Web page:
President Joe Biden's contention in a recent interview that the "pandemic is over" is complicating Senate Democrats' efforts to secure needed Republican support for COVID-19 relief funding that had been requested by Biden's administration.
"COVID is not over," Sen. Tim Kaine, D-Va., said Monday when asked about Biden's remarks, made during a "60 Minutes" appearance that aired the previous day. "I don't know what he meant -- some people use 'pandemic' or 'epidemic' or other phrases. And he said that COVID isn't over, the pandemic is over. But the way I look at it, COVID isn't over."
Senate Majority Whip Dick Durbin agreed.
"The variants are still out there. We are all hoping that it's over [but] nobody is going to predict with certainty that it is. I'm not," Durbin, D-Ill., told ABC News on Monday.
When pressed on the fact that the president twice resolutely stated that he believed the pandemic had ended, Durbin shrugged: "Maybe he knows something I don't."
"The president has asked in the past not just for pandemic funds for COVID-19 but to prepare for what might be next. And I think that's always obvious and fair to do that," Durbin said. "Maybe that's his approach to it, I'd have to ask him."
Biden on Sunday told CBS' "60 Minutes" that "the pandemic is over," adding that "we still have a problem with COVID. We're still doing a lot of work on it. But the pandemic is over."
His comments soon became fodder for Republicans who already opposed the additional $22 billion COVID funding for testing and vaccine development that the White House sought.
The administration's efforts to get lawmakers on Capitol Hill to approve more money have been repeatedly blocked by Republicans. Currently, the White House hopes to have the $22 billion included in a must-pass government funding bill.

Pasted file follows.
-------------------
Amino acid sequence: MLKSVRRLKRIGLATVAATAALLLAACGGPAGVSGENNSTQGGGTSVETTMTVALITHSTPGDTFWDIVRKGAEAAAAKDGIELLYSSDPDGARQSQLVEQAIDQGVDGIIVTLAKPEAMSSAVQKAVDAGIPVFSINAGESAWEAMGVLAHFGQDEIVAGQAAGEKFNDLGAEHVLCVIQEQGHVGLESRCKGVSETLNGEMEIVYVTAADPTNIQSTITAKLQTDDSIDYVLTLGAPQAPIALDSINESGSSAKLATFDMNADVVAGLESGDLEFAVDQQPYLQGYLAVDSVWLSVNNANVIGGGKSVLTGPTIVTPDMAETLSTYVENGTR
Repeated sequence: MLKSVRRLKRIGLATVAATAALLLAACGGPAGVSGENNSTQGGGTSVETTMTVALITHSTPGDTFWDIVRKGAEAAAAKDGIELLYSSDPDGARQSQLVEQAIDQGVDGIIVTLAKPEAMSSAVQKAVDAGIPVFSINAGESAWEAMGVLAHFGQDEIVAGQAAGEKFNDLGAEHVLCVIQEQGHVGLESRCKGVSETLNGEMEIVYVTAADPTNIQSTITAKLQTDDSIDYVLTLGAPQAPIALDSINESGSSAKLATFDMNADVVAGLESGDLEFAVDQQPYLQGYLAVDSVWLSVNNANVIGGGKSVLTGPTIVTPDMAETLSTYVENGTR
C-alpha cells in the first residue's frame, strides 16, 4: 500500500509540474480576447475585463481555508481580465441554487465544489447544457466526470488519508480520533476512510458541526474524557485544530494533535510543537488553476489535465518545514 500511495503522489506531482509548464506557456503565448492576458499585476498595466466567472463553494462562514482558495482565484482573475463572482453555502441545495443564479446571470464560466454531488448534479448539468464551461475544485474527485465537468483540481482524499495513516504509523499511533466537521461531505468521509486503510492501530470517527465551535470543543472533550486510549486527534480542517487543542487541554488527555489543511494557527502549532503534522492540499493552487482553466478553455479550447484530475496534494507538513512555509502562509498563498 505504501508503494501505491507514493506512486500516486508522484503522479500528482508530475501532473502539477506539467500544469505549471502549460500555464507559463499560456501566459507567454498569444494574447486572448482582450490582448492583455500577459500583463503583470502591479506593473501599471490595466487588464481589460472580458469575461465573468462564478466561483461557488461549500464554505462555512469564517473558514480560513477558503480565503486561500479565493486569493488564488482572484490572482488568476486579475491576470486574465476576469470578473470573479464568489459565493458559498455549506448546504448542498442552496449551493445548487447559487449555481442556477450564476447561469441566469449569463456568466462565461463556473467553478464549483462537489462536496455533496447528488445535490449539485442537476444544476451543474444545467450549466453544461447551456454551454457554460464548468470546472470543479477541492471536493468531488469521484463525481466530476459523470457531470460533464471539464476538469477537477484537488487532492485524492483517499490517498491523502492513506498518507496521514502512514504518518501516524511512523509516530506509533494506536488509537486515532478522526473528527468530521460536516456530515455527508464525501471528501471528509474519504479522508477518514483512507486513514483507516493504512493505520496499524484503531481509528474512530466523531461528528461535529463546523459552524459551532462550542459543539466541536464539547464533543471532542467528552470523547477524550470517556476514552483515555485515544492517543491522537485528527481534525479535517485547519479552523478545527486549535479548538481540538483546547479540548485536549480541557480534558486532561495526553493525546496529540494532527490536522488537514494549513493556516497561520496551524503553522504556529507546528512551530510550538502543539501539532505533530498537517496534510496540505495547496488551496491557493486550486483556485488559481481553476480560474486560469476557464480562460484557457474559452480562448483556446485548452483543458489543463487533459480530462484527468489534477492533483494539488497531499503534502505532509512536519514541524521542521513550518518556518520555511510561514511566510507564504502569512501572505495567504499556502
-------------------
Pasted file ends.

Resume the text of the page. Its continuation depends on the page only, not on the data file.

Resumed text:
But at least 10 Republicans would need to support that move.
"It makes it eminently harder for sure," Republican Minority Whip John Thune said Monday.
The top Republican on the Senate's health committee, North Carolina's Richard Burr, wrote in a Monday letter to the president that he "watched with great interest" Biden's "60 Minutes" interview.
In the letter, Burr asked for more information about how Biden's view that the "pandemic is over" might influence some of the administration's policies, including its request for more COVID-19 funding.
"Despite Americans having largely returned to normal life, which you acknowledged when you noted that attendees at the Detroit Auto Show were not wearing masks, your Administration continues to request un-offset emergency funding from Congress, enforce vaccine mandates, and maintain federal emergency declarations that cost taxpayers billions of dollars," Burr wrote in the letter.
Sen. Bill Cassidy, R-La., called Biden's request for additional money "crazy" since he has now said the pandemic is ended.
"The president saying the pandemic is over is ... just kind of mind-boggling," said Cassidy, who previously worked as a doctor. "He wants tens of billions for COVID and he says the pandemic is over?"
When asked if Biden's comments meant there was no need for further funding, Cassidy was brief: "Sounds like it to me," he said.
But some Democrats defended the president. Sen. Chris Murphy, D-Conn., said Monday that Biden's comments were consistent with the changing needs of addressing COVID-19.
"What he's saying reflects reality. People are not acting like we are in the same kind of crisis we were two years ago," Murphy said. "It would not be consistent with reality if President Biden was out there suggesting what we're living through today is the same thing as what we're living through two years ago."